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Although all new electrical appliances are now sold with a plug fitted, you may still have to replace plugs that get damaged. And you'll have to connect up a plug if you need to replace a worn or damaged appliance flex. Here's how to do it.
First remove the cover from the old plug by undoing the central screw. Then free the flex from the cord grip and disconnect its cores from the plug terminals. You may have to remove the fuse from the live pin first to reach the live terminal screw. If the plug is a sealed factory-wired one, cut through the flex close to the plug. Deform the pins with a couple of sharp hammer blows so it can't ever be plugged into a socket outlet, and discard it.
Reconnect the flex cores to the terminals of the new plug. With the open plug interior facing you, link the BRown live core to the Bottom Right terminal, the BLue neutral core to the Bottom Left terminal, and the green-and-yellow earth core (if the flex has one) to the top terminal.
With screw-on stud terminals, remove the nut and wind the core clockwise round the threaded stud. Then tighten the nut to trap the core securely. With pillar terminals, loosen the terminal screw and push the core into the hole. Tighten the screw down to secure it.
Replace the plug fuse, after checking that it is the right rating for the appliance. Use a 3-amp fuse (colour-coded red) for appliances rated at up to 700 watts, and a 13- amp one (colour-coded brown) for all more powerful appliances.
Then secure the flex sheath in the cord grip - either by trapping it under a screw-down bar or by pressing it into two nylon jaws - and replace the plug cover.
If you need to replace an appliance flex, or if you have removed a damaged sealed plug, you have to prepare the flex so it can be connected. In the case of a new appliance flex, you also need to check that you have the right screwdrivers to open the appliance casing. Many are now secured with hex or Torx screws, which need special drivers.
You must buy flex of the right rating for the appliance. You need 0.5mm2 flex for lamps, 0.75mm2 flex for appliances rated at up to 1.3kW, 1mm2 flex for appliances rated at up to 2.3kW and 1.5mm2 flex for more powerful appliances. You'll generally need three-core flex, except for table lamps and double-insulated appliances such as hair driers and power tools, which use two core flex.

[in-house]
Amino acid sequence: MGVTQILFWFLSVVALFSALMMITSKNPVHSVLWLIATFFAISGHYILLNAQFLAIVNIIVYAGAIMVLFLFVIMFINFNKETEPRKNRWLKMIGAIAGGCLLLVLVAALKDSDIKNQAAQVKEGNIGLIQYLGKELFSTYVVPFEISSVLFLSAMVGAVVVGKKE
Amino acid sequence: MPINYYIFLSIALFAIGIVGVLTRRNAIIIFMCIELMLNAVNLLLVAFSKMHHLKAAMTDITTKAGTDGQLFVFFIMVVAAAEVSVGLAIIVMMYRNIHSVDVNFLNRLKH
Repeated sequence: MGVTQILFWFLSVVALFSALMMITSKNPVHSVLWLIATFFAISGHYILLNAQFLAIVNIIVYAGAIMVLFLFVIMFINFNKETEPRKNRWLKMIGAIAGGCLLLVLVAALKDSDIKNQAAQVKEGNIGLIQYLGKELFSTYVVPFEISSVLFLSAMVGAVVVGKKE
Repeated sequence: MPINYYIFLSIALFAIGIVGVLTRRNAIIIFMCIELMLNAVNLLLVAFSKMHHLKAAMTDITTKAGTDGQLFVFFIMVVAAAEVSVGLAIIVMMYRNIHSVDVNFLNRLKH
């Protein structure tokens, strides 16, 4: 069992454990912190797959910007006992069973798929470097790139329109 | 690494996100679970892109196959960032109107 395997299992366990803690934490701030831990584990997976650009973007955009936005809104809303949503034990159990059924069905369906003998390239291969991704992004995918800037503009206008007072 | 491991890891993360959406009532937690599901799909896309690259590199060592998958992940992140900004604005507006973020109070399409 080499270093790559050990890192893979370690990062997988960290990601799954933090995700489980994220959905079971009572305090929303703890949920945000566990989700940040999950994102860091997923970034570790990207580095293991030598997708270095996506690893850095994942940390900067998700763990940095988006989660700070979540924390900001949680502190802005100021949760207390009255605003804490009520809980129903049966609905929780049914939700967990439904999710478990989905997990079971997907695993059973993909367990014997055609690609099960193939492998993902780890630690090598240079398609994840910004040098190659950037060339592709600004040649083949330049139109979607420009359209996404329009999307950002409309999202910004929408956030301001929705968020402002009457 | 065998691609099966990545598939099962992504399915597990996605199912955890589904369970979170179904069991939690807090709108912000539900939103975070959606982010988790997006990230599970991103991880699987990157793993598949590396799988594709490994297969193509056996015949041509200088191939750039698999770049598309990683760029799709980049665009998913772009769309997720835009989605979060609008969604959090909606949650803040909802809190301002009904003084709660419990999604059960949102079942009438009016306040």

Start by holding the flex with the last 50mm bent back on itself. Nick the sheath on top of the bend with a sharp knife, and it will split open. Reverse the bend and repeat the operation. This technique avoids any risk of cutting into the insulation on the flex cores. Pull off the section of sheath.
Lay the flex end over the plug, lead each core to its correct terminal and cut it to length with side cutters. Then use wire strippers to remove about 10mm of insulation from each core, taking care not to cut through the fine wires inside. Twist the bare wires neatly together ready for connection to the plug terminals (see above).
Next open the appliance casing so you can gain access to the terminal block. Note how the old flex is routed, then disconnect the cores and withdraw it. Feed the new flex in, via any rubber sleeves or washers, and connect its cores to their terminals. Replace the casing, plug the appliance in and check that it's working.
If you have an appliance that needs a longer flex, you have two choices. You can either remove the existing flex and fit a longer length of new flex, connecting it as described above. Alternatively, you can use a flex connector. Choose a one-part connector for a permanent extension, and a two-part one if you want to disconnect and store the flex extension separately.
Prepare the flex ends, then open the connector and link the cores to the terminals. In a one-part connector, each pair of like cores is connected to a small brass barrel connector. In two-part connectors each core goes to its own terminal. With this type, be sure to fit the part with the pins to the flex leading to the appliance, and the part with the sockets to the flex leading to the plug.
This is how the interior of a correctly wired plug should look, with the flex secure in the cord grip.
Prepare flex for connection to plugs or appliances by removing some of the sheath and core insulation.
This is how the interior of a correctly-wired one-piece flex extender should look
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